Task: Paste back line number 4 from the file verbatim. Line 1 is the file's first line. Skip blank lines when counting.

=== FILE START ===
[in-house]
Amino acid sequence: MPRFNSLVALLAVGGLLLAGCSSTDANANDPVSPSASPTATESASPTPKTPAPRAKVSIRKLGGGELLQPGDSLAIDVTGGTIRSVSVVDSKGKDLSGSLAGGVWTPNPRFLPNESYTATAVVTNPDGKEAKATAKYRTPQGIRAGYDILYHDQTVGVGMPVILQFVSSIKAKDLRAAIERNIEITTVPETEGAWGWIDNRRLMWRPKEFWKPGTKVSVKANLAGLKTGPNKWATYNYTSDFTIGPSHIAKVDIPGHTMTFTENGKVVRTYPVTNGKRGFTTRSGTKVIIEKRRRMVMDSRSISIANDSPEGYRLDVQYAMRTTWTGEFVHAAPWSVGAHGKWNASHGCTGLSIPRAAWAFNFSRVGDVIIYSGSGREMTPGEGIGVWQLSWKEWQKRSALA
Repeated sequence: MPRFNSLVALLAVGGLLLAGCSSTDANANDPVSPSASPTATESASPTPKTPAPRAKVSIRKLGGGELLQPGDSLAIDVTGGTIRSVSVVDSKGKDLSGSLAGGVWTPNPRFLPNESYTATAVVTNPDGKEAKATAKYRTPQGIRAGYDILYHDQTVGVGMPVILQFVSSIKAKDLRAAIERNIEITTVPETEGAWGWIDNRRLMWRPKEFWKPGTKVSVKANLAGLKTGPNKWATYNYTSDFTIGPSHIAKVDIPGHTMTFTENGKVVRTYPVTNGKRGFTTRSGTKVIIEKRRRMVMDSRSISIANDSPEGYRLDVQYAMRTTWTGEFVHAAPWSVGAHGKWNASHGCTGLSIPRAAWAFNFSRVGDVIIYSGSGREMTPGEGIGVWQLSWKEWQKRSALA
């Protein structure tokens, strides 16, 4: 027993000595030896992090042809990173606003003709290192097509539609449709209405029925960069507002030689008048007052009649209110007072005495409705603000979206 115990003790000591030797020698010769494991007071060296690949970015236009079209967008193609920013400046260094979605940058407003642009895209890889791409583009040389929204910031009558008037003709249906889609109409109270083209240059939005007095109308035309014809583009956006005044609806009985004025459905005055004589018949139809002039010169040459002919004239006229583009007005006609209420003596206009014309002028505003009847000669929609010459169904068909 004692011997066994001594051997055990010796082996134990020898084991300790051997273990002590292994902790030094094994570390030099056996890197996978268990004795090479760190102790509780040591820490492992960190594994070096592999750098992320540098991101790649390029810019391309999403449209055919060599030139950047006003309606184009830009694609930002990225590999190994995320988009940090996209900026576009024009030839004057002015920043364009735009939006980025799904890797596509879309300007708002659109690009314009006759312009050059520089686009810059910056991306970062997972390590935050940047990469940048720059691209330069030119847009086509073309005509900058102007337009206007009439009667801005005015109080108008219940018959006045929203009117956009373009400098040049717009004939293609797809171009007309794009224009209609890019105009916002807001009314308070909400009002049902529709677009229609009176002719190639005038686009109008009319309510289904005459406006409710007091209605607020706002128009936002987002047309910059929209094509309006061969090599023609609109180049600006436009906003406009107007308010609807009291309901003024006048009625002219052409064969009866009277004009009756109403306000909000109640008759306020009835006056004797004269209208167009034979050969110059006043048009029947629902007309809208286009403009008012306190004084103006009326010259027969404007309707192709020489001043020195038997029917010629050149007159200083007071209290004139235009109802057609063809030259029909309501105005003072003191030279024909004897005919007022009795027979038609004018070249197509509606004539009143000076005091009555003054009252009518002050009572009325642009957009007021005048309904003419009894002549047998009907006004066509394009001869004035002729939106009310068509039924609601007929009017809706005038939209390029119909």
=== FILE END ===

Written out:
């Protein structure tokens, strides 16, 4: 027993000595030896992090042809990173606003003709290192097509539609449709209405029925960069507002030689008048007052009649209110007072005495409705603000979206 115990003790000591030797020698010769494991007071060296690949970015236009079209967008193609920013400046260094979605940058407003642009895209890889791409583009040389929204910031009558008037003709249906889609109409109270083209240059939005007095109308035309014809583009956006005044609806009985004025459905005055004589018949139809002039010169040459002919004239006229583009007005006609209420003596206009014309002028505003009847000669929609010459169904068909 004692011997066994001594051997055990010796082996134990020898084991300790051997273990002590292994902790030094094994570390030099056996890197996978268990004795090479760190102790509780040591820490492992960190594994070096592999750098992320540098991101790649390029810019391309999403449209055919060599030139950047006003309606184009830009694609930002990225590999190994995320988009940090996209900026576009024009030839004057002015920043364009735009939006980025799904890797596509879309300007708002659109690009314009006759312009050059520089686009810059910056991306970062997972390590935050940047990469940048720059691209330069030119847009086509073309005509900058102007337009206007009439009667801005005015109080108008219940018959006045929203009117956009373009400098040049717009004939293609797809171009007309794009224009209609890019105009916002807001009314308070909400009002049902529709677009229609009176002719190639005038686009109008009319309510289904005459406006409710007091209605607020706002128009936002987002047309910059929209094509309006061969090599023609609109180049600006436009906003406009107007308010609807009291309901003024006048009625002219052409064969009866009277004009009756109403306000909000109640008759306020009835006056004797004269209208167009034979050969110059006043048009029947629902007309809208286009403009008012306190004084103006009326010259027969404007309707192709020489001043020195038997029917010629050149007159200083007071209290004139235009109802057609063809030259029909309501105005003072003191030279024909004897005919007022009795027979038609004018070249197509509606004539009143000076005091009555003054009252009518002050009572009325642009957009007021005048309904003419009894002549047998009907006004066509394009001869004035002729939106009310068509039924609601007929009017809706005038939209390029119909």